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Beyond the posters: How demographics factored in Spierer, Grubb cases

POSTED AT 11:13 PM ON Nov. 9, 2011  (UPDATED AT 02:43 PM ON Nov. 10, 2011)

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article STORY: City removes Spierer signs

Lauren Spierer, 20, is a blonde, blue-eyed IU student from the upscale New York community of Scarsdale. Bloomington resident Crystal Grubb, 29, was a young mother whose extended, working-class family has a history of police run-ins.

Although both disappeared in Bloomington, the search effort and media coverage surrounding the two women differed drastically.

There are an average of 100,000 active missing persons cases in the United States at any time, according to the National Missing and Unidentified Persons System. With that many cases, not all of them can receive the same amount of attention.

“Missing White Woman Syndrome” is a term used by media critics to describe the phenomenon behind the coverage of missing persons falling under specific, designated criteria: Caucasian, female, often attractive and blonde.

Missing persons who do not fit this category often receive a disproportionate amount of coverage.

Spierer went missing June 3 after a night of partying with friends downtown.Thousands of volunteers searched Bloomington multiple times a day for the missing student as TV news crews arrived in town. The Indiana Daily Student devoted several front pages to the story.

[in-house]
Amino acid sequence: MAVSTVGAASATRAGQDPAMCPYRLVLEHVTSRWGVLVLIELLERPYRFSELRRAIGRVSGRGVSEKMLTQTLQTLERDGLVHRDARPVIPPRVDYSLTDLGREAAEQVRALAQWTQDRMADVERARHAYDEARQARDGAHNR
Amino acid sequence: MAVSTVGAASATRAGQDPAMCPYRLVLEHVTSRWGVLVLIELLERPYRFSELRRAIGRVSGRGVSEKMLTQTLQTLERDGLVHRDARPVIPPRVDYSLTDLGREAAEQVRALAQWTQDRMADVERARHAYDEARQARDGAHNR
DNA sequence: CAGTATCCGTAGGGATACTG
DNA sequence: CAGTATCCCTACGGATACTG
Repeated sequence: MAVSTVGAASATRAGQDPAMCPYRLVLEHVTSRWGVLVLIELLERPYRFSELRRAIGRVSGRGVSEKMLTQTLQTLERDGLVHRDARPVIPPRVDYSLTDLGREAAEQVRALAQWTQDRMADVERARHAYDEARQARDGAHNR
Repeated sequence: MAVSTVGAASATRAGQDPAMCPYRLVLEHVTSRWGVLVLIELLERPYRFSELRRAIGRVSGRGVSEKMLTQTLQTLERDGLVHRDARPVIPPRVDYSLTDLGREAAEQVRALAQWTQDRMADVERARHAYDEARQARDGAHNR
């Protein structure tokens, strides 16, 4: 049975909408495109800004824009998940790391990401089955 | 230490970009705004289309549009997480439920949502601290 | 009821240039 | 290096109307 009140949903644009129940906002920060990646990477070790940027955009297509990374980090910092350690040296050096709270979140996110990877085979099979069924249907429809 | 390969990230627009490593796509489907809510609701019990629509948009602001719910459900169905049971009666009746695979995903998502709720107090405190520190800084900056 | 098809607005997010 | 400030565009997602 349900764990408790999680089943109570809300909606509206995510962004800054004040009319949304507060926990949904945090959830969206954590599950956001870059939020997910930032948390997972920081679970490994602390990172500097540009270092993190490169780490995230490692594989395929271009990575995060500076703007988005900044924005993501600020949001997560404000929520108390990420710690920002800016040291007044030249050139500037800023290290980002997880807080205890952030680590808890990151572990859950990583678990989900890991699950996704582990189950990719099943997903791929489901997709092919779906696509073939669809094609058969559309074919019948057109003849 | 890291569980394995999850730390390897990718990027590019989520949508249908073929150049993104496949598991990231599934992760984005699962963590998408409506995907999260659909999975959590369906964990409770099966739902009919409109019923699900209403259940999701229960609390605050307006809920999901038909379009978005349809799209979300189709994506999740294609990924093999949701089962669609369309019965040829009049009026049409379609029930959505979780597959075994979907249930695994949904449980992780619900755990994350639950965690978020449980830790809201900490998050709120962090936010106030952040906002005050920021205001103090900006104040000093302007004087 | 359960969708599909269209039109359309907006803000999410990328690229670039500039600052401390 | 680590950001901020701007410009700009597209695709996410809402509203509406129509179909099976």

Grubb went missing Sept. 18, 2010, after she allegedly stormed off angrily from a group of friends with a known history of drug use. In October 2010, Grubb’s body was discovered in a cornfield near North Showers Road in northern Monroe County.

The media coverage and public interest in Grubb’s case was short-lived. Despite being mentioned during the Headline News TV program “Nancy Grace,” coverage of Grubb’s disappearance failed to gain much traction. To date, the IDS has published seven articles about Grubb since her disappearance.

Finances were evidently a struggle for the family, as it announced shortly after Grubb’s body was discovered that it was having difficulties meeting the expenses to pay for a funeral.

Detective Brad Swain of the Monroe County Sheriff’s office, who is investigating Grubb’s murder, said law enforcement personnel have no real way to control the coverage or content the media produce. Maintaining the public’s interest in cases such as that of Grubb is difficult compared to other cases, he said.

“There’s been a great deal of interest in Lauren Spierer’s case for a long period of time,” Swain said.

Swain said because of the working-class demographics of the Grubb family, the methods the family employed to get the word out about their daughter’s whereabouts were perhaps not as sophisticated as in the Spierer case. For example, social media resources, such as Facebook and Twitter, have played dominant roles in the ongoing search for Spierer.

Swain said he believes the individuals behind the Spierer investigation are utilizing the media to their advantage.

Three arrests have been made related to Grubb’s case but on charges of producing methamphetamine. So far, with a lack of physical evidence, the individuals cannot be connected to Grubb’s murder, Swain said.

And despite all the posters, TV news reporters and massive search parties, Spierer’s case also remains unsolved — a similarity the two women do share.

 

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